By Charlotte Urwin, Head of Policy at the Fundraising Regulator
During the past two years, fundraising organisations across the UK had to pause or cancel in-person fundraising, and get to grips with new online platforms to fundraise virtually, as they responded to the pandemic. Many organisations are now fundraising and working differently. In many cases, they have done so with diligence and with the safety of their staff, volunteers, and supporters at the forefront of their decision making as they fundraise in line with the Code of Fundraising Practice.
The need for formal pandemic guidance has ceased
The Fundraising Regulator and Chartered Institute of Fundraising provided joint guidance throughout the pandemic to help fundraising organisations navigate the way forward. It provided a framework for decision making as organisations returned to public fundraising in a safe and responsible way. We have removed the guidance from our website, as legal restrictions have lifted in all four UK nations, and we move beyond the pandemic.
Nevertheless, the virus is still present this winter. So as you look ahead to your future fundraising activity, it is vital that organisations continue to fundraise in a safe and responsible way. We want to make sure that you remain supported, so I’ve shared some of the lessons we have learnt from the pandemic, reflecting on conversations with fundraisers, enquiries we’ve received and complaints from the public.
Effective risk assessment is so important
The pandemic showed the importance of effective risk assessment before carrying out fundraising activity. The scope of the risk assessment will vary depending on the activity. But members of the governing body must take reasonable steps to assess and manage any risks fundraising poses to their charitable institution’s activities, beneficiaries, property, work and reputation. Risk assessments are essential so that you can identify risks and respond, where appropriate.
Plan for changing circumstances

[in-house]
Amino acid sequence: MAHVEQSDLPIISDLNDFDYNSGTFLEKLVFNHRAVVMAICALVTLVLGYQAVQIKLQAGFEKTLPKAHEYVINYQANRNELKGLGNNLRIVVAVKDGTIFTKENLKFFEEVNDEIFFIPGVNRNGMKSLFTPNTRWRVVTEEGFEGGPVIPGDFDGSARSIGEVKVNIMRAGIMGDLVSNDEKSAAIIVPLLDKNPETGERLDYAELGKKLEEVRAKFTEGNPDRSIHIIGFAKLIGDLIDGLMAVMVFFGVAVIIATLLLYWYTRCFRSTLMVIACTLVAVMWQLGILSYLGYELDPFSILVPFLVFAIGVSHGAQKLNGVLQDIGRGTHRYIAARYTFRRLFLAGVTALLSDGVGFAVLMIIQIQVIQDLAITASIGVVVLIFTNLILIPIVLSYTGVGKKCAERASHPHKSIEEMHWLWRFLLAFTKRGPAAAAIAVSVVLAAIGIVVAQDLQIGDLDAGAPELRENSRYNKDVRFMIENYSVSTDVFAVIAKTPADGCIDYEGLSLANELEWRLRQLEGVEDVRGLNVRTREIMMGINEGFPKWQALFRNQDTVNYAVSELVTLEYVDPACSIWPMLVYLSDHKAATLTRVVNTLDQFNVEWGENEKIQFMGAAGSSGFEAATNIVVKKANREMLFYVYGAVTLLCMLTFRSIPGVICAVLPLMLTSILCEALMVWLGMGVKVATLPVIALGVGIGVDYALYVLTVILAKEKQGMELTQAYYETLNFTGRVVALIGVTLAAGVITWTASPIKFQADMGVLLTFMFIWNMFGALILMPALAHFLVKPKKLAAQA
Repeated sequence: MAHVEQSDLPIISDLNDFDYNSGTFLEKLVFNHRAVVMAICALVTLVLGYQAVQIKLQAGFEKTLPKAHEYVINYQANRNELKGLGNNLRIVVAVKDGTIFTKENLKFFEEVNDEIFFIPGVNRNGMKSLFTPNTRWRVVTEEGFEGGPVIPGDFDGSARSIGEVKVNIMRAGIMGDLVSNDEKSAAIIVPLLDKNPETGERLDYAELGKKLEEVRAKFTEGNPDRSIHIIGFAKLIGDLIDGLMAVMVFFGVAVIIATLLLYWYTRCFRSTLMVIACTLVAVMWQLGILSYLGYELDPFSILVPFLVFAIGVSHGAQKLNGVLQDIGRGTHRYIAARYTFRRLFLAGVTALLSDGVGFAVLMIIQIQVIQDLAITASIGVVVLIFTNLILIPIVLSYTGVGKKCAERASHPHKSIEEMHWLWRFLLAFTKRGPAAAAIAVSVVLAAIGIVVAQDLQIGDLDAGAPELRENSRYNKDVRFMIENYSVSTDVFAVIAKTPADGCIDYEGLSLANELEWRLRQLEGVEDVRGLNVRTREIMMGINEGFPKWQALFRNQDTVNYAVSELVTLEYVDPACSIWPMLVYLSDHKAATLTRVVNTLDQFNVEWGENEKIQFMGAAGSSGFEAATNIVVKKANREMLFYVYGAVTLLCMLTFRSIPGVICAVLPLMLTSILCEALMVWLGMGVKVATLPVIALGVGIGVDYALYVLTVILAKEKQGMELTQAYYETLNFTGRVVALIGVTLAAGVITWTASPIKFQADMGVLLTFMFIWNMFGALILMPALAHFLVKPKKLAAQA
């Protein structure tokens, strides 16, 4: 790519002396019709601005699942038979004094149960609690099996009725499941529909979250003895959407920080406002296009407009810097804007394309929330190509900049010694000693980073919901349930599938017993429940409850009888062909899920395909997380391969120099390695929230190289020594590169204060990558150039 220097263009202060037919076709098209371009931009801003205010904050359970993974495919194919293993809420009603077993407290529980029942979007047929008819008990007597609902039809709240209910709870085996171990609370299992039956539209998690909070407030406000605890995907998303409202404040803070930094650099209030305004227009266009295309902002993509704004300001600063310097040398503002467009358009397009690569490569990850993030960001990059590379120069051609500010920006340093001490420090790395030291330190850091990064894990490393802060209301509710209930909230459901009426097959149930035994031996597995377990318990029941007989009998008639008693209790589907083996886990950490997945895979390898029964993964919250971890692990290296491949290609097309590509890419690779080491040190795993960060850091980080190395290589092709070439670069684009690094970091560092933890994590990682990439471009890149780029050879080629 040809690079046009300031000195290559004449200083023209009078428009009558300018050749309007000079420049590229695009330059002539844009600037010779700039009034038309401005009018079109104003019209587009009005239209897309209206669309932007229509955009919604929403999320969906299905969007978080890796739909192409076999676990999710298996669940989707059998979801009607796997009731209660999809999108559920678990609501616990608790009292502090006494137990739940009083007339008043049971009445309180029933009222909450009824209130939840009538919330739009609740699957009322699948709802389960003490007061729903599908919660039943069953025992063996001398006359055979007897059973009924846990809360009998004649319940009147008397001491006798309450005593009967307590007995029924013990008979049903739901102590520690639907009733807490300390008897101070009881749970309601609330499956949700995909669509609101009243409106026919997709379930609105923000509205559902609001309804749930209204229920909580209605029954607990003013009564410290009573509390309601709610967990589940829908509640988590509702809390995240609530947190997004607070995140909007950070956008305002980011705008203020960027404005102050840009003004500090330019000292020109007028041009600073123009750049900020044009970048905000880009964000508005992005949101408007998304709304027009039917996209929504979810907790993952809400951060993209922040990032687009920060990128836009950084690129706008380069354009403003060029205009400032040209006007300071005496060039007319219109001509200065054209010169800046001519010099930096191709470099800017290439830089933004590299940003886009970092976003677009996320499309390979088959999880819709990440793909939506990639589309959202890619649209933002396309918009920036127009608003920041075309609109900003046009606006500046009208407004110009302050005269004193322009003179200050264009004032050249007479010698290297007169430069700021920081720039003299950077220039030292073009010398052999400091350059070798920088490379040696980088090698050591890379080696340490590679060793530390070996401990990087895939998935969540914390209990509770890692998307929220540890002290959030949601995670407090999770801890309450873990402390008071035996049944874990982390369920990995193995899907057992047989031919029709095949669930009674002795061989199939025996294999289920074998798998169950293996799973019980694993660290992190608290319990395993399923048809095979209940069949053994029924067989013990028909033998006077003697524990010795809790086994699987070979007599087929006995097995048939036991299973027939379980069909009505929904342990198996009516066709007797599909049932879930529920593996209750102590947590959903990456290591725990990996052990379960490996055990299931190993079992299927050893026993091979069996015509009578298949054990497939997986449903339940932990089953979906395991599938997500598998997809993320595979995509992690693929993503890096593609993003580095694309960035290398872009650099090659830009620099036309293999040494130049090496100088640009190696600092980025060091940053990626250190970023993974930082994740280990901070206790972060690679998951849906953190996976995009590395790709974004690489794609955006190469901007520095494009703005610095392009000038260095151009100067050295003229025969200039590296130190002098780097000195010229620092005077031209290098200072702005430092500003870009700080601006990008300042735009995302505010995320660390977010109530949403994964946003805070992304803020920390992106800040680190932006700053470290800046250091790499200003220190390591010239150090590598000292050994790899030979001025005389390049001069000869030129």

Many organisations found truth in the phrase ‘by failing to plan, you are preparing to fail’, as they had to switch between in-person and online events, or pause activities, in response to the changing circumstances. Planning not just how you will deliver your activities, but what you will do if things need to change, means that organisations can be confident their fundraising can still take place in times of uncertainty.
Anticipate varied public responses
There was no one ‘public mood’ throughout the pandemic. Anecdotally, we know that lots of people engaged with online fundraising events. But the sample charity data from our recent Annual Complaints Report presents a mixed picture in terms of the activity carried out and public engagement with different fundraising methods. It’s important to provide appropriate training to fundraisers on new approaches, so that they are ready to explain honestly, openly and respectfully about why and how they are fundraising if asked. If you work with a fundraising agency or partner, talk to them about their approach and agree appropriate measures for monitoring and compliance before activities start.
Listen to and respond to feedback
Finally, the pandemic showed the value of considering, evaluating and reviewing fundraising decisions. This included listening to and consulting with fundraising teams and partners, to make sure that they had all they needed and to respond to their feedback. Organisations must make sure that there is proper management and oversight of decision making, with appropriate documentation. Trustees are crucial in making sure there is proper oversight of fundraising decisions as they have ultimate responsibility for charities’ fundraising. So, deciding on the right level of board involvement and agreeing a process for signing off plans at an appropriate level is key.
We know that the sector faces more uncertainty in the coming months. I believe that the lessons identified above are helpful and provide reassurance for fundraising organisations across the UK. We look forward to seeing innovative and creative fundraising campaigns continuing to be carried out safely and responsibly in the years ahead.